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Optimal Placement of PMU for Power System Observability

Parth Patel1, Jigar Tailor2, Chinmay Naik3
  1. PG Student [Power Systems], Dept. of EE, C. G. Patel Institute of Technology, Bardoli, Gujarat, India
  2. PG Student [Power Systems], Dept. of EE, C. G. Patel Institute of Technology, Bardoli, Gujarat, India
  3. Assistant Professor, Dept. of EE, C. G. Patel Institute of Technology, Bardoli, Gujarat, India
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Abstract

Phasor Measurement Unit (PMU) is a relatively new technology that, when employed in power networks, offers real-time synchronised measurements of the voltages at buses and currents along the lines that connect them. This is accomplished by using a GPS based monitoring system which facilitates time synchronisation of measurements and unlike SCADA, makes the measured data available in Real-Time format. SCADA is not able to provide Real-time data due to the low speeds at which RTUs (Remote Terminal Units) provide data. Availability of time-stamped phasor measurements makes PMUs preferable for power system monitoring and control applications such as State Estimation, Instability Prediction Analysis, Real time monitoring of the system conditions, Islanding Detection, System Restoration and Bad Data Detection. Since PMUs are expensive, their procurement and installation needs to be planned both in terms of economy and utility. Usually utilities like to see that the power network becomes fully observable with minimum number of PMUs placed at strategic buses. Where full observability refers to all the buses in the network are actively monitored. Thus the problem of optimal placement of PMUs is formulated as an optimization problem where the number of PMUs is minimized subject to complete system observability. This paper solves the optimal placement of PMUs for power system observability using Integer Linear Programming (ILP) methodology. The method is tested on IEEE 14 Bus System.

Keywords

Integer Linear Programming, Phasor Measurement Units, Power System Observability.

I.INTRODUCTION

Phasor Measurement Units are important devices in Wide Area Measurement, Protection and Control system studies. PMU is a monitoring device, which can provide synchronized measurement of voltage and current phasor in a power system. Synchronized signals are achieved from Global Positioning System (GPS) satellites [4].Synchronicity in PMU is achieved by time stamping of voltage and current waveforms using a common synchronizing signal available from the GPS [6].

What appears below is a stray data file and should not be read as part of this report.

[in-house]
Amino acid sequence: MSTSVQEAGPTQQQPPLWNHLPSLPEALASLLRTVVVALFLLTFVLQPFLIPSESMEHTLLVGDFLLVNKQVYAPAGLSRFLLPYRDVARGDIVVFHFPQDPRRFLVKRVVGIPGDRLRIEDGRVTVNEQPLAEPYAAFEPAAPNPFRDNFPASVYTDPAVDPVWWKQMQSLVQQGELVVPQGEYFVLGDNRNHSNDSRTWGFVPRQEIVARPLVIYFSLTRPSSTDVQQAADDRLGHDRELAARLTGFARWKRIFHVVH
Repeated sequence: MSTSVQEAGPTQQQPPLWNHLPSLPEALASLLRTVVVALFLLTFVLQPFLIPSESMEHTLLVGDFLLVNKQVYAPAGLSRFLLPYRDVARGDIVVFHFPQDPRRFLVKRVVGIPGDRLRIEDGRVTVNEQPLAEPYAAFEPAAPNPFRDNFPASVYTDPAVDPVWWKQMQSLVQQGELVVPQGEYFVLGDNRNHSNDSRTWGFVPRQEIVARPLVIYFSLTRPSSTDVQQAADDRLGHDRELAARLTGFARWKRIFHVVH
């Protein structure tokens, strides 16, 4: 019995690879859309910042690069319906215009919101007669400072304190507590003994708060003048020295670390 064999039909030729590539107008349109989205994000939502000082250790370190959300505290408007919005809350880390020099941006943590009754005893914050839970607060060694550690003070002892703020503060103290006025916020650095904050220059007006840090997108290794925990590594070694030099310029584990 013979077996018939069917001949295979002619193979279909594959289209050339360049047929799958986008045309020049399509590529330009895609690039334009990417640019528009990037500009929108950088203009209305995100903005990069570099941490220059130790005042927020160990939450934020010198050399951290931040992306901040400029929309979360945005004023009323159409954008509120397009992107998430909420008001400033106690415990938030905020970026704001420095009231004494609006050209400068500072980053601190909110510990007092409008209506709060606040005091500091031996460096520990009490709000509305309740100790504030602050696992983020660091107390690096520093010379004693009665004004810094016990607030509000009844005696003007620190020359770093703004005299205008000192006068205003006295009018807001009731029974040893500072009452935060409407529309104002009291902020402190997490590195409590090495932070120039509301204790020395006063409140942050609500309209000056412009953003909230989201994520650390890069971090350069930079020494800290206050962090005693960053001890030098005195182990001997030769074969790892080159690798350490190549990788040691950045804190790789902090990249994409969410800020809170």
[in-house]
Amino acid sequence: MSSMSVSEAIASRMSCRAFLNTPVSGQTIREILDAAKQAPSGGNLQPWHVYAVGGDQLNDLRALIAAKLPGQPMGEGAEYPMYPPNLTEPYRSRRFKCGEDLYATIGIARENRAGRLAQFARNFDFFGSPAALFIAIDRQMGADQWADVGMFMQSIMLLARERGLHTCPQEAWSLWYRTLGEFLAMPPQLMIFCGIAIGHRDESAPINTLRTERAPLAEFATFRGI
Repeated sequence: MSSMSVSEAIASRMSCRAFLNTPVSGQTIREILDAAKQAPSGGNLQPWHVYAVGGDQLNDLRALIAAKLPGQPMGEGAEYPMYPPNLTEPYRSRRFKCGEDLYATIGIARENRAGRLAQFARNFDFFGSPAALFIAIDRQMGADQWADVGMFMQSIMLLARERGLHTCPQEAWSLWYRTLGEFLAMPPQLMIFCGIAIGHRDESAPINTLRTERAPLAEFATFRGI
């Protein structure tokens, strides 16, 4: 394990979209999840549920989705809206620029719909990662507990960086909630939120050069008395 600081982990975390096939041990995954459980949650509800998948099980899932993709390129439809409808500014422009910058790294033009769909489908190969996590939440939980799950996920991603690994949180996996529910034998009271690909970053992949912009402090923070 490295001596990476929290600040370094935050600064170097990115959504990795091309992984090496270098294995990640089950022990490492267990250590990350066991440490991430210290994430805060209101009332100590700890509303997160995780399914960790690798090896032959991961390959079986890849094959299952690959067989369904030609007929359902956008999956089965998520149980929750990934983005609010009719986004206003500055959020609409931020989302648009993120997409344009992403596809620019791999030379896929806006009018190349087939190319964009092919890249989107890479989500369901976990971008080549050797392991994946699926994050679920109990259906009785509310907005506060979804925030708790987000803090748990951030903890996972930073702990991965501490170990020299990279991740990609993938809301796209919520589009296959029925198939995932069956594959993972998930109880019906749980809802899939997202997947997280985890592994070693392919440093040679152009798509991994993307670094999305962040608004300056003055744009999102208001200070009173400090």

PMU measurements, in compare with SCADA system are taken at higher speed. Time stamping of each measurement; provides the precise view of the entire network interconnections. In recent years, due to high cost of having PMU at each node of the network, several research activities have been performed to locate minimal set of PMUs in order to make the power system completely observable, with considering different operation conditions [4].
PMU placement at all substations allows direct measurement of the state of the network. However, PMU placement on each bus of a system is difficult to achieve either due to cost factor or due to nonexistence of communication facilities in some substations. Moreover, as a consequence of Ohm’s Law, when a PMU is placed at a bus, neighboring busses also become observable. This implies that a system can be made observable with a lesser number of PMUs than the number of busses.
A PMU is a measurement processing device which is connected to buses at substations. The PMU makes use of measured currents and voltages from voltage and current transformers. This is received in an analogue form and is processed by an anti-aliasing filter which removes all components of the signal larger than half the Nyquist sampling rate [5].
The measurement signal is then put through an Analogue to Digital Converter (ADC). The digitised measurement is thereafter time-stamped by the GPS clock. The digital samples go through a microprocessor which converts the measurements into a phasor form of data. Now the measured sample is ready to be sent to the Phasor Data processor (PDC). The PDC can be compared to a mini-control centre, only there may be multiple PDCs in a system. In other words, singular centralised control is not necessary. Figure
For systems of 50 to 60 Hz, 50 to 60 samples are provided per second respectively by the PMU. Figure shows a diagram of control blocks of a PMU.The actual phasor is derived from the complex voltage and current sinusoidal waveforms of the measured buses. PMUs measure the voltage phasor of the resident bus and current phasors in the lines connecting the adjacent buses.